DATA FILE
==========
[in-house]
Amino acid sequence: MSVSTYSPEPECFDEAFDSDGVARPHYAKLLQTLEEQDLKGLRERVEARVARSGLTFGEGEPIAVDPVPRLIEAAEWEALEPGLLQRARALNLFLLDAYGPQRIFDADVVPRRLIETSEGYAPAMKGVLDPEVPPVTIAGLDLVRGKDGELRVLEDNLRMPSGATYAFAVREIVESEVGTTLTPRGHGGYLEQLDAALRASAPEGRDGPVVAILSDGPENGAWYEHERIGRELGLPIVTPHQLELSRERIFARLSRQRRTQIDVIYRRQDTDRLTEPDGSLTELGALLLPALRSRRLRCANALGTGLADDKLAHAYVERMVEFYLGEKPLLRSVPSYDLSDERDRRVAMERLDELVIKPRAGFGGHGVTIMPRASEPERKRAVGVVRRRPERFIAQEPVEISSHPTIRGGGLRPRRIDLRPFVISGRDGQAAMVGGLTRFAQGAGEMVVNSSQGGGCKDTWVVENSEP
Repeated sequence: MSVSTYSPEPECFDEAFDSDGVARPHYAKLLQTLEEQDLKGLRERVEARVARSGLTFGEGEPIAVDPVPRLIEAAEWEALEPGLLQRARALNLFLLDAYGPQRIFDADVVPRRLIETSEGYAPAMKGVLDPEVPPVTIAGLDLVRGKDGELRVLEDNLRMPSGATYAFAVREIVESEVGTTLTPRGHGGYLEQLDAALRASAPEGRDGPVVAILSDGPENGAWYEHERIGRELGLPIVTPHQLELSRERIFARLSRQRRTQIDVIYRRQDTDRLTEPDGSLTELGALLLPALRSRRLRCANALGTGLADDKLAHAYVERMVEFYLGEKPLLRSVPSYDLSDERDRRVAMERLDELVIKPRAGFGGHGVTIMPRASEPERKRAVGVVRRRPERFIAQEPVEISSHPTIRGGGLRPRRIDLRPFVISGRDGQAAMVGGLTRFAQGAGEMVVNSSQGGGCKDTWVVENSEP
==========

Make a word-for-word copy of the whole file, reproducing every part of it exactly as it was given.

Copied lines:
[in-house]
Amino acid sequence: MSVSTYSPEPECFDEAFDSDGVARPHYAKLLQTLEEQDLKGLRERVEARVARSGLTFGEGEPIAVDPVPRLIEAAEWEALEPGLLQRARALNLFLLDAYGPQRIFDADVVPRRLIETSEGYAPAMKGVLDPEVPPVTIAGLDLVRGKDGELRVLEDNLRMPSGATYAFAVREIVESEVGTTLTPRGHGGYLEQLDAALRASAPEGRDGPVVAILSDGPENGAWYEHERIGRELGLPIVTPHQLELSRERIFARLSRQRRTQIDVIYRRQDTDRLTEPDGSLTELGALLLPALRSRRLRCANALGTGLADDKLAHAYVERMVEFYLGEKPLLRSVPSYDLSDERDRRVAMERLDELVIKPRAGFGGHGVTIMPRASEPERKRAVGVVRRRPERFIAQEPVEISSHPTIRGGGLRPRRIDLRPFVISGRDGQAAMVGGLTRFAQGAGEMVVNSSQGGGCKDTWVVENSEP
Repeated sequence: MSVSTYSPEPECFDEAFDSDGVARPHYAKLLQTLEEQDLKGLRERVEARVARSGLTFGEGEPIAVDPVPRLIEAAEWEALEPGLLQRARALNLFLLDAYGPQRIFDADVVPRRLIETSEGYAPAMKGVLDPEVPPVTIAGLDLVRGKDGELRVLEDNLRMPSGATYAFAVREIVESEVGTTLTPRGHGGYLEQLDAALRASAPEGRDGPVVAILSDGPENGAWYEHERIGRELGLPIVTPHQLELSRERIFARLSRQRRTQIDVIYRRQDTDRLTEPDGSLTELGALLLPALRSRRLRCANALGTGLADDKLAHAYVERMVEFYLGEKPLLRSVPSYDLSDERDRRVAMERLDELVIKPRAGFGGHGVTIMPRASEPERKRAVGVVRRRPERFIAQEPVEISSHPTIRGGGLRPRRIDLRPFVISGRDGQAAMVGGLTRFAQGAGEMVVNSSQGGGCKDTWVVENSEP